Their other big concern was the USPSTF. It was my oncologist who pointed out that the the U.S. Preventive Services Task Force, that recommended mammograms for women under 50 were not beneficial, did not have a single clinical oncologist or breast surgeon on the panel. Her fear is that this panel will be the determiner of patient care and health decisions will be bast on cost effectiveness.

Look at my post. Perhaps it's just as anecdotal as yours, but by far different in it's conclusions.
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Re: Hospital Crisis and Obamacare
Posted by: Avenger
Date: July 17, 2012 01:50PM
Quote
Pam


Anyone who thinks 90% is acceptable, that time, money, and stress for 1.4 million American women each year is acceptable really doesn't give a flip about women.

So you would refuse the procedure for yourself based on statistics?
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Re: Hospital Crisis and Obamacare
Posted by: Avenger
Date: July 17, 2012 01:53PM
Quote
Lemon Drop

So yeah, something more objective would be appreciated.

Well, you are not going to get it from someone who dreams free national healthcare back in the UK but has for unknown reasons chosen his permanent domicile in the US.
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Re: Hospital Crisis and Obamacare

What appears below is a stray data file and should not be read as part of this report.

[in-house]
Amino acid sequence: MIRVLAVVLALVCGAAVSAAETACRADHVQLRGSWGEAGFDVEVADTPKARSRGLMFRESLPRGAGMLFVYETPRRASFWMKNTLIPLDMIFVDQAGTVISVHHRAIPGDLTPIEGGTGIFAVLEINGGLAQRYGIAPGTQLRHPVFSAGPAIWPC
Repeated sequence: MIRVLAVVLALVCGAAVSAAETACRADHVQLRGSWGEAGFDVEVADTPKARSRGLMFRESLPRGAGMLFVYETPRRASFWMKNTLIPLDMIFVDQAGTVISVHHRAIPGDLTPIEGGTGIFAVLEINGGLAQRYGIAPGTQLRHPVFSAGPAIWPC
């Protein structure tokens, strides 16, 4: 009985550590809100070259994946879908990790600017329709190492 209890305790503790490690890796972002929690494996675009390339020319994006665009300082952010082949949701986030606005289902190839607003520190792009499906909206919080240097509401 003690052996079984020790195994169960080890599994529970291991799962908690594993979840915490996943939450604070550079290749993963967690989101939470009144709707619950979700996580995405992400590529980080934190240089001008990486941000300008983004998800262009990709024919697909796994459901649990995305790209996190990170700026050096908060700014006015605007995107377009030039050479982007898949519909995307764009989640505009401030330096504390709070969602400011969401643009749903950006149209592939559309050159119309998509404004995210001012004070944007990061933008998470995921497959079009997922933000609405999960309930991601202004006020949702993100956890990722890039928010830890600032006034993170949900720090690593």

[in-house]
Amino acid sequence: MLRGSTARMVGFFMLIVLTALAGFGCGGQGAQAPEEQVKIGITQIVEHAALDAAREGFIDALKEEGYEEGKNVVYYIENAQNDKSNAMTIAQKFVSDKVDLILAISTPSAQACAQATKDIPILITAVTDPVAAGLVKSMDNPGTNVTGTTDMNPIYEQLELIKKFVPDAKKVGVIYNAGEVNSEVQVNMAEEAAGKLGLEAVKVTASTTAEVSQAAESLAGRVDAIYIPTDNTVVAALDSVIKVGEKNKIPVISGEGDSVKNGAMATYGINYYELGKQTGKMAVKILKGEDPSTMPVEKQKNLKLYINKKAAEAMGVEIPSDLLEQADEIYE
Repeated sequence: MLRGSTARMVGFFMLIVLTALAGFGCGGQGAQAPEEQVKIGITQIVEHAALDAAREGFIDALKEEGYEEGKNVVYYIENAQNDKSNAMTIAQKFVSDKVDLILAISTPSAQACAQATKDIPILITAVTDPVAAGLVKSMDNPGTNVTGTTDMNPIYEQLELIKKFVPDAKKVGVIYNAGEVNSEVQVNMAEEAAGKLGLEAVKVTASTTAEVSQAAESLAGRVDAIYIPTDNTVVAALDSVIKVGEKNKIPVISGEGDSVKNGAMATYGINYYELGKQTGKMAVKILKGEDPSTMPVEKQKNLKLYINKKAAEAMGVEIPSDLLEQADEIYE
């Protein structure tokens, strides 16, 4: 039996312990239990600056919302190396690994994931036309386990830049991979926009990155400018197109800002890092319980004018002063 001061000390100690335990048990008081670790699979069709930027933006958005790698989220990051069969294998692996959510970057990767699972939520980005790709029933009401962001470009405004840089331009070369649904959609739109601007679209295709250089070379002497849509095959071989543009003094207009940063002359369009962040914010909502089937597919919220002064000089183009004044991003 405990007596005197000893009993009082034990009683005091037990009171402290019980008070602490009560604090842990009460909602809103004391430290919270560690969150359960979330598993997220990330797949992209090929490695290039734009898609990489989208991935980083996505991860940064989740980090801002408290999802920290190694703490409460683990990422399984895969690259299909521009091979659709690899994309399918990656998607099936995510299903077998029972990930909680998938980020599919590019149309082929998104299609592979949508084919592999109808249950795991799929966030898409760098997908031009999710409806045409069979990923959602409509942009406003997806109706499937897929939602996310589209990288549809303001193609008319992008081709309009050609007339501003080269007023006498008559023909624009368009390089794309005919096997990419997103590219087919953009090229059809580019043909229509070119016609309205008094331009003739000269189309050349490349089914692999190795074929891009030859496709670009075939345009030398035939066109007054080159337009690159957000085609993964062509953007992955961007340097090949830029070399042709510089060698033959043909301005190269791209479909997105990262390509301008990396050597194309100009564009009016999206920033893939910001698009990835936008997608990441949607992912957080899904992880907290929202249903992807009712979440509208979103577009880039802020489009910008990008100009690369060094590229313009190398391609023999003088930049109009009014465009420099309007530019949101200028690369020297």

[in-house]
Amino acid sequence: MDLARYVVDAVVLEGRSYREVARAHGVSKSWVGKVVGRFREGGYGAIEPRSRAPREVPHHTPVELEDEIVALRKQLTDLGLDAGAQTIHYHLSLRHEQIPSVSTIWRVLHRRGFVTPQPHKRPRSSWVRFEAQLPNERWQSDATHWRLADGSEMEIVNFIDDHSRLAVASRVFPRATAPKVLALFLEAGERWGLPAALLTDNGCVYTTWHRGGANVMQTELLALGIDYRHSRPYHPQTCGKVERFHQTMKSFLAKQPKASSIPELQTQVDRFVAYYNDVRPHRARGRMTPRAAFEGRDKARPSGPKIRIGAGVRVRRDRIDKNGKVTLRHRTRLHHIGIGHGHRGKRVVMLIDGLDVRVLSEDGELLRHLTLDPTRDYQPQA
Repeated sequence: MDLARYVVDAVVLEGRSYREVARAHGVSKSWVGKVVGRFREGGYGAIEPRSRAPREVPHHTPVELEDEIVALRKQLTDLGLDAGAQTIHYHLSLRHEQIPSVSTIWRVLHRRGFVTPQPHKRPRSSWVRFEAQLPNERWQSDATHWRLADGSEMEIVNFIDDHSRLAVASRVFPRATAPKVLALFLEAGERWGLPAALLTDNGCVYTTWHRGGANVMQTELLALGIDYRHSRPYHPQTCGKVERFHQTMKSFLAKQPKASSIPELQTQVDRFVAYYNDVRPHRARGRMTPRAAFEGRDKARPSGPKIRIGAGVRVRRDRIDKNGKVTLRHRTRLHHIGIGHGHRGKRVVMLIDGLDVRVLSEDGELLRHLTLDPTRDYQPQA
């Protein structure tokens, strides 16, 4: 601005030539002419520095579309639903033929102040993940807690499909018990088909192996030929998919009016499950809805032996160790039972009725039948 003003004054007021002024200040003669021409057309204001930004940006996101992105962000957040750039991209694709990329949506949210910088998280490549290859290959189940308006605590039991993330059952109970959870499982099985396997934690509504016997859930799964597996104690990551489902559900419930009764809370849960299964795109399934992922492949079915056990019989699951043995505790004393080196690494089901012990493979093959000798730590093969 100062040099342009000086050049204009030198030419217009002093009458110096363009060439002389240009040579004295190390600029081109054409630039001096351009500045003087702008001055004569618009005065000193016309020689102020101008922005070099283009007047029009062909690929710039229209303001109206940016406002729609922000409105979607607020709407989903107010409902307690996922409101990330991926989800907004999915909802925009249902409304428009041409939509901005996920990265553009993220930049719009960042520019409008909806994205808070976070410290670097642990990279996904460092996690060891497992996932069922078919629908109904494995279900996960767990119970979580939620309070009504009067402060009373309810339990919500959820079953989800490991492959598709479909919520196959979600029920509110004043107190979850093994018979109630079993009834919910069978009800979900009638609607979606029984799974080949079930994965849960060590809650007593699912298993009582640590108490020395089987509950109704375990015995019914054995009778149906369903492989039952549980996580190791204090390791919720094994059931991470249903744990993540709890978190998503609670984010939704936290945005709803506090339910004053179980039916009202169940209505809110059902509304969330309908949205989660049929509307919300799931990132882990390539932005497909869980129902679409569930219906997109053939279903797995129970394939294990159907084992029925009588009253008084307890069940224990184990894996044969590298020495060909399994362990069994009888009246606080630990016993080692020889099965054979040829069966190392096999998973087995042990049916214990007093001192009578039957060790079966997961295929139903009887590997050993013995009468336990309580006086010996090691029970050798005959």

Posted by: Carnos Jax
Date: July 17, 2012 02:21PM
The irony is that you look to political bodies for your opinion on climate change, thereby throwing out the expert opinions of scientists who studied the issue. Yet when a doctor reflects your political position on healthcare, all of a sudden you have no problem with an 'expert' opinion. LOL, you're such a tool of the system.
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Re: Hospital Crisis and Obamacare
Posted by: wowzer
Date: July 17, 2012 02:36PM
Quote
Lemon Drop
This thread needs davester or Ted king. I think it was one or maybe both of those guys who provided research in a much earlier thread showing that the claims that malpractice claims are a major cause of problems and expense in the health care system are bunk. It's a partisan talking point that caught fire and continues to be exploited by groups who want to limit physician and hospital accountability and liability for mistakes.